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HOWTO: partially clone an SVN repo to Git, and work with branches

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I've blogged a few times now about Git (which I pronounce with a hard 'g' a la "get", as it's supposed to be named for Linus Torvalds, a self-described git, but which I've also heard called pronounced with a soft 'g' like "jet"). Either way, I'm finding it way more efficient and less painful than either CVS or SVN combined.

So, to continue this series ([1], [2], [3]), here is how (and why) to pull an SVN repo down as a Git repo, but with the omission of old (irrelevant) revisions and branches.

Using SVN for SVN repos

In days of yore when working with the JBoss Tools and JBoss Developer Studio SVN repos, I would keep a copy of everything in trunk on disk, plus the current active branch (most recent milestone or stable branch maintenance). With all the SVN metadata, this would eat up substantial amounts of disk space but still require network access to pull any old history of files. The two repos were about 2G of space on disk, for each branch. Sure, there's tooling to be able to diff and merge between branches w/o having both branches physically checked out, but nothing beats the ability to place two folders side by side OFFLINE for deep comparisons. So, at times, I would burn as much as 6-8G of disk simply to have a few branches of source for comparison and merging. With my painfullly slow IDE drive, this would grind my machine to a halt, especially when doing any SVN operation or counting files / disk usage.

Using Git for SVN repos naively

Recently, I started using git-svn to pull the whole JBDS repo into a local Git repo, but it was slow to create and still unwieldy. And the JBoss Tools repo was too large to even create as a Git repo - the operation would run out of memory while processing old revisions of code to play forward.

At this point, I was stuck having individual Git repos for each JBoss Tools component (major source folder) in SVN: archives, as, birt, bpel, build, etc. It worked, but replicating it when I needed to create a matching repo-collection for a branch was painful and time-consuming. As well, all the old revision information was eating even more disk than before:

  • jbosstools' trunk as multiple git-svn clones: 6.1G
  • devstudio's trunk as single git-svn clone: 1.3G

So, now, instead of a couple Gb per branch, I was at nearly 4x as much disk usage. But at least I could work offline and not deal w/ network-intense activity just to check history or commit a change. Still, far from ideal.

Cloning SVN with standard layout & partial history

This past week, I discovered two ways to make the git-svn experience at least an order of magnitude better:

  1. Standard layout (-s) - this allows your generated Git repo to contain the usual trunk, branches/* and tags/* layout that's present in the source SVN repo. This is a win because it means your repo will contain the branch information so you can easily switch between branches within the same repo on disk. No more remote network access needed!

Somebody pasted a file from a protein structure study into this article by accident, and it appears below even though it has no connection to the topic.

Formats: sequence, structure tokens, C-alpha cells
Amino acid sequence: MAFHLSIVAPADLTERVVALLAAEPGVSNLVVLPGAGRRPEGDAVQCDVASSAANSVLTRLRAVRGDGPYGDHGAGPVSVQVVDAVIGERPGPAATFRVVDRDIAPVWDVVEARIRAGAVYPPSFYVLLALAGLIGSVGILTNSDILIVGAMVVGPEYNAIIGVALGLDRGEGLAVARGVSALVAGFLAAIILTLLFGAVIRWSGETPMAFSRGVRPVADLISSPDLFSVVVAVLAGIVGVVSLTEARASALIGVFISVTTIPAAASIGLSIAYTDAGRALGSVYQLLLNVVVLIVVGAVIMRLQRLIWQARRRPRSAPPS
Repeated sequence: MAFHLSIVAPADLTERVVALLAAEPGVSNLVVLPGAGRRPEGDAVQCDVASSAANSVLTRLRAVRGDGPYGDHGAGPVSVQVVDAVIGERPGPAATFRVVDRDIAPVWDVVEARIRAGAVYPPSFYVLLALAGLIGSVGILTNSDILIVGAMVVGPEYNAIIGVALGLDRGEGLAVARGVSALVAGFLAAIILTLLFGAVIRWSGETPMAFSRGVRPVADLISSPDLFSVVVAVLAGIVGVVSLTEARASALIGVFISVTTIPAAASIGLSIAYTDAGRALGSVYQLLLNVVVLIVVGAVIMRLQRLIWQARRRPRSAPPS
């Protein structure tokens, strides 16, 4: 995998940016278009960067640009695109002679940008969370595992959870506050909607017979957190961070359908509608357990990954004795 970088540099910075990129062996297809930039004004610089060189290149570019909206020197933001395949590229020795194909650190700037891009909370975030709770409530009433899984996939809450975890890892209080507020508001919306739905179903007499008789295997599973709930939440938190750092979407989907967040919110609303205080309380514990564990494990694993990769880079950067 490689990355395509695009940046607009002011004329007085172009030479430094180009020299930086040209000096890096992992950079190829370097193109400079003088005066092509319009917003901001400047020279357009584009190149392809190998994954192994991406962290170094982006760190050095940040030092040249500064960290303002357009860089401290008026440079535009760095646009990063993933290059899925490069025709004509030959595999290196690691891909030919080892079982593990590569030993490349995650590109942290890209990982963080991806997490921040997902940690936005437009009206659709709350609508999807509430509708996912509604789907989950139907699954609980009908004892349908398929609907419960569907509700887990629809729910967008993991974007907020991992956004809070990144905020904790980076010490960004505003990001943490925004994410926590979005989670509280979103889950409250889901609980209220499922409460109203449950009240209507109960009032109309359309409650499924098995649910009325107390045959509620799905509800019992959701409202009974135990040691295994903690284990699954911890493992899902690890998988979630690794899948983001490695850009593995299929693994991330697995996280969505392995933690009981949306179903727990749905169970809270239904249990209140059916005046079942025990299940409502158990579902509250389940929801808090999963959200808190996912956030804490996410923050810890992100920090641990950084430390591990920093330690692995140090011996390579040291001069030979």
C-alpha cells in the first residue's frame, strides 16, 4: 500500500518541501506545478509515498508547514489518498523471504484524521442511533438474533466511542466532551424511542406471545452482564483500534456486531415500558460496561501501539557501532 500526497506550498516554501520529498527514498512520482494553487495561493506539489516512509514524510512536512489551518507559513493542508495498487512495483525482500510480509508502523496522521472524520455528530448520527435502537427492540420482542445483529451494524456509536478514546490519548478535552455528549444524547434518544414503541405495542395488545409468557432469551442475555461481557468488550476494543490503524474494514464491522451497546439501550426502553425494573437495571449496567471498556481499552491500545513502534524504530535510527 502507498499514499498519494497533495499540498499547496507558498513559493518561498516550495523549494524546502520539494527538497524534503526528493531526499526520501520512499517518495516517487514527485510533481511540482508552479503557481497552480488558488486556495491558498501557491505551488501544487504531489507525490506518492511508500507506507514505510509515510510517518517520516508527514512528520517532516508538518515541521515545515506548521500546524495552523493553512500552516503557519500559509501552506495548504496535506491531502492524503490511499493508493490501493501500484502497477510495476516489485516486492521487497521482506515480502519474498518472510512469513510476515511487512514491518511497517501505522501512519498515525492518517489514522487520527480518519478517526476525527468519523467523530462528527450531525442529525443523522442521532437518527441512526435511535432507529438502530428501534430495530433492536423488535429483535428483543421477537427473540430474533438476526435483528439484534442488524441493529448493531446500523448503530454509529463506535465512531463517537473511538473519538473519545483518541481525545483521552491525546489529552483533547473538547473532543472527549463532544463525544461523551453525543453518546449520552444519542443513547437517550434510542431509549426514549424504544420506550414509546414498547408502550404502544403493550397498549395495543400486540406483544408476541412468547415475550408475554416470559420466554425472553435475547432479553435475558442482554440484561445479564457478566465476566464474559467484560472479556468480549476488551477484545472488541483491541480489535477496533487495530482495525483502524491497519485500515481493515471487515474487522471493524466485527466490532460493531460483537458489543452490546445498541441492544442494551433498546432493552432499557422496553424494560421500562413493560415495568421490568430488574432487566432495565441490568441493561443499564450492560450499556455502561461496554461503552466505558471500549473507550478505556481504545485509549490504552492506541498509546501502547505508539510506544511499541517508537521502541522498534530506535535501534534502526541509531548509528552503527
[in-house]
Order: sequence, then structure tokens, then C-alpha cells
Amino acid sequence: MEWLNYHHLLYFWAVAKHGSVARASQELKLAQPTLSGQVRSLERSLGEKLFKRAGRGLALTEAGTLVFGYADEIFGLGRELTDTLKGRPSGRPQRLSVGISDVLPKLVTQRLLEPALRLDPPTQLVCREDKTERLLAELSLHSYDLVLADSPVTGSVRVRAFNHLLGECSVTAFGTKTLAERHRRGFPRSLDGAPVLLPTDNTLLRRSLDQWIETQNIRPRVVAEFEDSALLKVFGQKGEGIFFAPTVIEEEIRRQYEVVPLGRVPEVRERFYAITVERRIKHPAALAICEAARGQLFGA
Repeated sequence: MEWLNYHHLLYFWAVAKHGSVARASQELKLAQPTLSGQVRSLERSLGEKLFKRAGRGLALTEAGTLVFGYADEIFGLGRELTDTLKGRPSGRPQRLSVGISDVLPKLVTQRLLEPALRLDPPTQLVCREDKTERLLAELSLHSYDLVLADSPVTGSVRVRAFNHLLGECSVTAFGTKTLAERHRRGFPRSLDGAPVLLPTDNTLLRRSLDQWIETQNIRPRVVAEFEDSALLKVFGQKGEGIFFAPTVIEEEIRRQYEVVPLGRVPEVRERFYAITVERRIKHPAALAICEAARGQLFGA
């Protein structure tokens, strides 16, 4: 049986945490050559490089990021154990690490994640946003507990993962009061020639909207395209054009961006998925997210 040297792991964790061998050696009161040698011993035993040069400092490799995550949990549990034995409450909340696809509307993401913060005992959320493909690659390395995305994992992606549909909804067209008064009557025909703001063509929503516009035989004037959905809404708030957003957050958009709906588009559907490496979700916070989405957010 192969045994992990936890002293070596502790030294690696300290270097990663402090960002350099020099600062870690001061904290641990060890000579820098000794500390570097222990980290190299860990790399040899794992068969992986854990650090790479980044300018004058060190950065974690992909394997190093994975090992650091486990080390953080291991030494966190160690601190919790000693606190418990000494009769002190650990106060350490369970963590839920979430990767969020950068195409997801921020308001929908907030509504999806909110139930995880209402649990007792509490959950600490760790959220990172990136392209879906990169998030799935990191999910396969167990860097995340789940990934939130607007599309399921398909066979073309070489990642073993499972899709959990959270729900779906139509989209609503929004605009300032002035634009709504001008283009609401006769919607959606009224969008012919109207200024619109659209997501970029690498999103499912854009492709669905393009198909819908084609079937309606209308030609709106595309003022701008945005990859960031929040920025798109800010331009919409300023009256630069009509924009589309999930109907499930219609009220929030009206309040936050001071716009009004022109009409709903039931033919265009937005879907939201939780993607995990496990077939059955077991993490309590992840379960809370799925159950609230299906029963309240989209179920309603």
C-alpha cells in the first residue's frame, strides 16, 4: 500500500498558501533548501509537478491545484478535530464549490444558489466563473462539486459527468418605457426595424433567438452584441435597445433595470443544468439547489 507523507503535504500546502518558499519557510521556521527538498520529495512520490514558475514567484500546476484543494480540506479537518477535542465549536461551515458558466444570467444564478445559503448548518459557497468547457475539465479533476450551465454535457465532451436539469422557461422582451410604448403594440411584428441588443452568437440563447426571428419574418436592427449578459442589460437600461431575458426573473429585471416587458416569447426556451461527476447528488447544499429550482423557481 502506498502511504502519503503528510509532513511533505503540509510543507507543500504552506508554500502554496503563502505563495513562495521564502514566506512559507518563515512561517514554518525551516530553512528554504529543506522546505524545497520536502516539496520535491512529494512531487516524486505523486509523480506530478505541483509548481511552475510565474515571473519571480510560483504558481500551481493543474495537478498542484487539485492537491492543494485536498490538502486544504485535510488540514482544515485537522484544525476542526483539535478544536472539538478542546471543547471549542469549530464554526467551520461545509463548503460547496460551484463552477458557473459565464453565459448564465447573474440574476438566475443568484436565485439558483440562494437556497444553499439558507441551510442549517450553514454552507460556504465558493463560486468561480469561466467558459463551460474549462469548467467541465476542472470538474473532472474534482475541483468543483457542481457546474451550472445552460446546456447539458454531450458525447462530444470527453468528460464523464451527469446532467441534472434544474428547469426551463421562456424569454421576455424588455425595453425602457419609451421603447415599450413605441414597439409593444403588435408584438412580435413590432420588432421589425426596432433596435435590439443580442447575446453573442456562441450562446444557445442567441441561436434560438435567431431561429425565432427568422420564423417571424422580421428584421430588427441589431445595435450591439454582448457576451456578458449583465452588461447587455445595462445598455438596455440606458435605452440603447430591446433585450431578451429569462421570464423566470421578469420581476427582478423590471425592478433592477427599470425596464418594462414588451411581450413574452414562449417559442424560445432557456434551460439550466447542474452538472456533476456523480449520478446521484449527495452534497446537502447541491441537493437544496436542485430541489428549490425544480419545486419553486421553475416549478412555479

2. Revision filter (-r) - this allows your generated Git repo to start from a known revision number instead of starting at its birth. Now instead of taking hours to generate, you can get a repo in minutes by excluding irrelevant (ancient) revisions.

So, why is this cool? Because now, instead of having 2G of source+metadata to copy when I want to do a local comparison between branches, the size on disk is merely:

  • jbosstools' trunk as single git-svn clone w/ trunk and single branch: 1.3G
  • devstudio's trunk as single git-svn clone w/ trunk and single branch: 0.13G

So, not only is the footprint smaller, but the performance is better and I need never do a full clone (or svn checkout) again - instead, I can just copy the existing Git repo, and rebase it to a different branch. Instead of hours, this operation takes seconds (or minutes) and happens without the need for a network connection.

Okay, enough blather. Show me the code!

Check out the repo, including only the trunk & most recent branch

# Figure out the revision number based on when a branch was created, then 
# from r28571, returns -r28571:HEAD
rev=$(svn log --stop-on-copy \ \
  | egrep "r[0-9]+" | tail -1 | sed -e "s#\(r[0-9]\+\).\+#-\1:HEAD#")

# now, fetch repo starting from the branch's initial commit
git svn clone -s $rev jbosstools_GIT

Now you have a repo which contains trunk & a single branch

git branch -a # list local (Git) and remote (SVN) branches

  * master

Switch to the branch

git checkout -b local/jbosstools-3.2.x jbosstools-3.2.x # connect a new local branch to remote one

  Checking out files: 100% (609/609), done.
  Switched to a new branch 'local/jbosstools-3.2.x'

git svn info # verify now working in branch

  Repository Root:

Switch back to trunk

git checkout -b local/trunk trunk # connect a new local branch to remote trunk

  Switched to a new branch 'local/trunk'

git svn info # verify now working in branch

  Repository Root:

Rewind your changes, pull updates from SVN repo, apply your changes; won't work if you have local uncommitted changes

git svn rebase

Fetch updates from SVN repo (ignoring local changes?)

git svn fetch

Create a new branch (remotely with SVN)

svn copy \ \


Fred said...

Took me more than 20hrs to get the git svn clone complete (and that was after several unsuccessful attempts). Probably because there are much more branches/tags than when you wrote the article.

$ git branch -a
* local/trunk

$ du -hs
2,1G .